CD-ROM: Versailles 1685
Good-for-you games may not be on everyone's favorite menu, but even after too many years of school, I feel guilty that I haven't learned enough. So a digital tour of Louis XIV's palace sounds about right--and if there's a mystery to solve in the bargain, well allons-y. This game/database experience (officially sanctioned by the French government!) presents 40 rooms and 30 characters, digitally reconstructed to their status circa 1685. Which means that paintings long since in the Louvre are back on the wall, and the King's old mistress is moving out. Nearly every place or person leads to extra document files and a timeline. (Serious technical note: The game features a special panoramic rendering effect, so that a scroll with the cursor in any direction yields smooth transitions. In other words, space seems seamless and there are no hokey jumps from still photo to still photo as in other games. On the other hand, you need a fairly fresh computer costing more than a ticket to France to make this work.)
As with other role-playing games, the curious stroller meets characters, has "dialogues" with them, and discovers objects that may be of use. So far I've got a pair of scissors, a threatening note, and a piece of paper, either clean or stained with ink. And given my skill with Myst and the like, I'm not likely to get past that guard at the King's bedchamber.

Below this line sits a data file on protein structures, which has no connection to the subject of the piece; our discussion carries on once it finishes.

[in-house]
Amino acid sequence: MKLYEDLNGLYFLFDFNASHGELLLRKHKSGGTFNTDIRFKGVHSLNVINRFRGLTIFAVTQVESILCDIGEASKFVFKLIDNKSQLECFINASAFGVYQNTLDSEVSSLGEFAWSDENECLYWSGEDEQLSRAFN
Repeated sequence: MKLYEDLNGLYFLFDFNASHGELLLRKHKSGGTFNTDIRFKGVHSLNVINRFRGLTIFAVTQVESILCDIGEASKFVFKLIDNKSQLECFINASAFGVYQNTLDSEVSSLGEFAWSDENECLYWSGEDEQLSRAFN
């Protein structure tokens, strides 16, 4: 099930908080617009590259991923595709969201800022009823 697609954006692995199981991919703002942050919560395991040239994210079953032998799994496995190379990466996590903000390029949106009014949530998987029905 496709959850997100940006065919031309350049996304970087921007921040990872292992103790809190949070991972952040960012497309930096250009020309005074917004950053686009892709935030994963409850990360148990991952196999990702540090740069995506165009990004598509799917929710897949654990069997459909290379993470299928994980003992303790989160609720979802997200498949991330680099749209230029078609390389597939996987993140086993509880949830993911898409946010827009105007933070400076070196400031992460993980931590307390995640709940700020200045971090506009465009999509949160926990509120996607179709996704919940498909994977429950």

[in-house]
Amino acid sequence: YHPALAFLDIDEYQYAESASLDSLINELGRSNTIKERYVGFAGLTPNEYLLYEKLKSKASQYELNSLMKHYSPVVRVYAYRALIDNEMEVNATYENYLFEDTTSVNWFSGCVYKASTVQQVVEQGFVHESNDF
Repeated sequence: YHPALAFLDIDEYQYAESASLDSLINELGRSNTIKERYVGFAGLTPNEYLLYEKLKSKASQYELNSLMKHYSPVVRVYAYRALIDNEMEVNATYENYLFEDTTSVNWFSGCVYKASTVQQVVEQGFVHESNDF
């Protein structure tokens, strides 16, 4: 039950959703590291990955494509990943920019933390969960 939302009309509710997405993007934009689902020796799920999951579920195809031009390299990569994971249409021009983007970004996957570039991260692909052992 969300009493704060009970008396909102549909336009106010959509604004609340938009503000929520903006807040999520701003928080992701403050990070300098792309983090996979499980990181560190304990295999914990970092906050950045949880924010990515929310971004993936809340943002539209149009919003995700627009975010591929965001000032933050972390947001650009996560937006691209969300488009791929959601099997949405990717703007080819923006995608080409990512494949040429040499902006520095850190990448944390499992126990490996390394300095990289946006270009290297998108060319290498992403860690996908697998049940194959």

Thankfully, there's an option to just look around, and here's where the rendering of marble, wood parquet, mirrors, and tapestry is fairly seductive. Subtle sound effects give a sense of atmosphere, and this suggests a whole new field for computer games: architecture-as-text. Imagine Monticello, Ted Kaczynski's shack, or the Watergate Hotel in 1972. Imagine what Oliver Stone will do with novelized history in this format once his film career is kaput. This is just the beginning!
Get the This Week's Top Stories Newsletter
Every week we collect the latest news, music and arts stories — along with film and food reviews and the best things to do this week — so that you’ll never miss City Pages' biggest stories.
- Homeless youth Don Turner chases down thief in downtown Minneapolis
- Protest participation costs Black Lives Matter's Adja Gildersleve an apartment
- Al Franken wants to make college textbooks free